In Japan right now, families should be enjoying the sakura zensen, the “cherry blossom front” that sweeps northward from Okinawa to Hokkaido from January through early April. Throughout the spring, families and friends celebrate Hanami, picnics shared beneath the luminous pink-and-white canopies of blooming ornamental cherry.
Instead, this springtime in Japan brings unimaginable calamity. As with Paris in 1940, New Orleans in 2005, and Sendai today, as we look to distant cataclysms, our differences disappear. We are all Japanese this week.
I have never been there. But when I step into my backyard, I often feel the breath of the place: suggestions of its landscape have found their way here, in the lacelike foliage of acer palmatum, as fragile as dessicated butterfly wings, and the exotic pale greens of broad hosta leaves, shining with raindrops.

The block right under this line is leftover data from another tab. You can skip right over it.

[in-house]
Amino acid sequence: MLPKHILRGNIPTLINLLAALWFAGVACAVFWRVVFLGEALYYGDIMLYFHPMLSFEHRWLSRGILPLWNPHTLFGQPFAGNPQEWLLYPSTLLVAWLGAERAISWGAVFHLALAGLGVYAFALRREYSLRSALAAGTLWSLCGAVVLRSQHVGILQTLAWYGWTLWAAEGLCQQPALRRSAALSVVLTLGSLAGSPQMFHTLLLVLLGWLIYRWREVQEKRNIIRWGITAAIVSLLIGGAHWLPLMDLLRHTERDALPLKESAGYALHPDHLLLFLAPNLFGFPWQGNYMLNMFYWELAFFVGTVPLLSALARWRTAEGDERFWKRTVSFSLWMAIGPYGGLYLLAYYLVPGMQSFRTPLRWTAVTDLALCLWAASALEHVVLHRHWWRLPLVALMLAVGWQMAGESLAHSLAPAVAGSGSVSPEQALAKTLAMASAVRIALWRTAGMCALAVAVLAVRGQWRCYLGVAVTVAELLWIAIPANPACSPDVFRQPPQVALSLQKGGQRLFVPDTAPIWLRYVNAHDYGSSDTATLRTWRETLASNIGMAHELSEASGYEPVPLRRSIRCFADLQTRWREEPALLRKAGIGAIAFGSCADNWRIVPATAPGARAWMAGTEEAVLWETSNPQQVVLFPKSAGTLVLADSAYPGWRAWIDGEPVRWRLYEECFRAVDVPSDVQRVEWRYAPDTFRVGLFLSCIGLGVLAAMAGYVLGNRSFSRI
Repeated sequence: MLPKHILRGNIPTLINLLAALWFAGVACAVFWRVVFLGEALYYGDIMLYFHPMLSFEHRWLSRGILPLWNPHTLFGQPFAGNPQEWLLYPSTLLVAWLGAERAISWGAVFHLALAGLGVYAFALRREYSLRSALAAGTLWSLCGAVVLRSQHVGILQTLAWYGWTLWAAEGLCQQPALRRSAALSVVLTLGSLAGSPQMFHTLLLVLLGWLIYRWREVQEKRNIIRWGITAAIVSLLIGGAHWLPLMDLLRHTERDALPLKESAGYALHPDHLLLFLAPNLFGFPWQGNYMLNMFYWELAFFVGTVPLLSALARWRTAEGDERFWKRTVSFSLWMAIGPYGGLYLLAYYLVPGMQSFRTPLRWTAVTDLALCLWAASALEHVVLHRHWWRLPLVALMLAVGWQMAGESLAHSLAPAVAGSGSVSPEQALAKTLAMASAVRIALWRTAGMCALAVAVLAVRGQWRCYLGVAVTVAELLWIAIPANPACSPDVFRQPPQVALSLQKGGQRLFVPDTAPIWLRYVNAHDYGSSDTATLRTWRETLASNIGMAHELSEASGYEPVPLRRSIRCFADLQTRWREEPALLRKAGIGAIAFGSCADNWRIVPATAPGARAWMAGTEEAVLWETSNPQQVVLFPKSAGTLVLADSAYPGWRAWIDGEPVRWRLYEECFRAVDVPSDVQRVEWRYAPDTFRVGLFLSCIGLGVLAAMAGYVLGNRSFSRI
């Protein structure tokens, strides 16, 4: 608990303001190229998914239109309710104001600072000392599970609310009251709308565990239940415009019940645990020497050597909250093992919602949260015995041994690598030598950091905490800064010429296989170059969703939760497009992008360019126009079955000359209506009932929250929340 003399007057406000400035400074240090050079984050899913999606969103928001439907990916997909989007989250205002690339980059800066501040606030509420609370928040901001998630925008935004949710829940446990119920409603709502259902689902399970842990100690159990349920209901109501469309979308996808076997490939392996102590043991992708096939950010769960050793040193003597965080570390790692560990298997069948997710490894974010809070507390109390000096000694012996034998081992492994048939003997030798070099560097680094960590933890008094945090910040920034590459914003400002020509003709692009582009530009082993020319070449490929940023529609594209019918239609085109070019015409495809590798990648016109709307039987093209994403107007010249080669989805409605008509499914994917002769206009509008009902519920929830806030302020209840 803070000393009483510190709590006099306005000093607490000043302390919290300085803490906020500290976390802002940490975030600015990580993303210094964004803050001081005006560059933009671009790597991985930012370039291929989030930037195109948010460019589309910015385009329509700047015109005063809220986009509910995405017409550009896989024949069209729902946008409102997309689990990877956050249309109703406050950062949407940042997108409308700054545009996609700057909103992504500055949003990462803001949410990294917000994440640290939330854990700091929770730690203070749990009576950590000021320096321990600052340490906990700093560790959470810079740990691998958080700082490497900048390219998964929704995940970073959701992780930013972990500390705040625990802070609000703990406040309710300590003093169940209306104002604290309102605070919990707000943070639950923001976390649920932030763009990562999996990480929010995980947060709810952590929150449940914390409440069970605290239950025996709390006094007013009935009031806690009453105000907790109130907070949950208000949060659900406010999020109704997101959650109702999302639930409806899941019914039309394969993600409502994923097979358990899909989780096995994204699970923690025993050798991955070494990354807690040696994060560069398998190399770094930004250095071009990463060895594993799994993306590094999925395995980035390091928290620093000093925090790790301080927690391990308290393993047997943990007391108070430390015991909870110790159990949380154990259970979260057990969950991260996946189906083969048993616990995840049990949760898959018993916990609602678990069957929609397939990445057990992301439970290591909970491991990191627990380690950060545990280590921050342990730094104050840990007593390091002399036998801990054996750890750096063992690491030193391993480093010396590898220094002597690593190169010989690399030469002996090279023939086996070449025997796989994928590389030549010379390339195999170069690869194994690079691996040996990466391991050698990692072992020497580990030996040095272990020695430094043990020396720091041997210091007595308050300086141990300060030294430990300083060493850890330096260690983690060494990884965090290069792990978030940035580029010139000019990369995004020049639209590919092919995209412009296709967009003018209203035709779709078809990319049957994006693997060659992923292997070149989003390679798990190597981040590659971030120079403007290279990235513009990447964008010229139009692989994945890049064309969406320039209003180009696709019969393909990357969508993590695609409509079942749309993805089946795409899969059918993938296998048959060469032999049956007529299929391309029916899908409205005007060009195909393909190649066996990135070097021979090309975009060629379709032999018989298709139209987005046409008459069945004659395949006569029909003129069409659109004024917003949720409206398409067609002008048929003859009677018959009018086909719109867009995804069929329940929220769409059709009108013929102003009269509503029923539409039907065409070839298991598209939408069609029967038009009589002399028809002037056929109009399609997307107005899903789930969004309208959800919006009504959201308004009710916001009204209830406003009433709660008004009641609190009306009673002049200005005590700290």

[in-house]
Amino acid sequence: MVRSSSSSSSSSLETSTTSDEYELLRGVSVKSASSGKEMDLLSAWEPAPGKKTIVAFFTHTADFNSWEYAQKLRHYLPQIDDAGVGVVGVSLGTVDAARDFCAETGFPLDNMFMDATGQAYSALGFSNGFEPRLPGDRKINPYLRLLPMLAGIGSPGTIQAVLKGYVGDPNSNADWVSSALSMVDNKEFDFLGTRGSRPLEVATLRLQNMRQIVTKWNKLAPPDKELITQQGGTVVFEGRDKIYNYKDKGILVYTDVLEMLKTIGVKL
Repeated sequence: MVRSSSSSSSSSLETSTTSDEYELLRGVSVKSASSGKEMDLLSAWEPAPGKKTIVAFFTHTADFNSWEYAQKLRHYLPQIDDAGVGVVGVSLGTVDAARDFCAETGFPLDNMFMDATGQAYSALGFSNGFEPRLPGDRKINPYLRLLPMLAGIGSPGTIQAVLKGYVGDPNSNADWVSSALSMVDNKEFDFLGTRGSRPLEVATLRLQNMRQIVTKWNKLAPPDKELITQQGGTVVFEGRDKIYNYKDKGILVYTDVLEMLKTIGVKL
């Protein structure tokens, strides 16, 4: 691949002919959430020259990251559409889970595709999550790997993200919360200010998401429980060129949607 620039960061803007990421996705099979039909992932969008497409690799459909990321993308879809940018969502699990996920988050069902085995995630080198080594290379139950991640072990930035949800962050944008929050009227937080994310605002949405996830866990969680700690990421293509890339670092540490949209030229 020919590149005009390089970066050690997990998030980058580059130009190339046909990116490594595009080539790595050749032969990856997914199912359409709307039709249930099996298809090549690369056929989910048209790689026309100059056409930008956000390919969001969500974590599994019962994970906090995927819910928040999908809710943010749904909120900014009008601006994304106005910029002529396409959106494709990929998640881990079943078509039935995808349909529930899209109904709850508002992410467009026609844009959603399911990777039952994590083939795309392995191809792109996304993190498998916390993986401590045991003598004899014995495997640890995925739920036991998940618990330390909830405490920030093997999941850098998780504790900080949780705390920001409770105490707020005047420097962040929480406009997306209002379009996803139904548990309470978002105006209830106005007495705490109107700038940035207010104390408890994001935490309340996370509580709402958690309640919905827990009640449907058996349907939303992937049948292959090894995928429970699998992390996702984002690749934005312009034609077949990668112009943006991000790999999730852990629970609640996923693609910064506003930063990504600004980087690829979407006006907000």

I feel helpless before the Japanese tragedy; the only action I know is to send money (text 90999 to donate to the Red Cross) and to offer this small tribute to that nation’s cultural legacy of transcendent botanical beauty.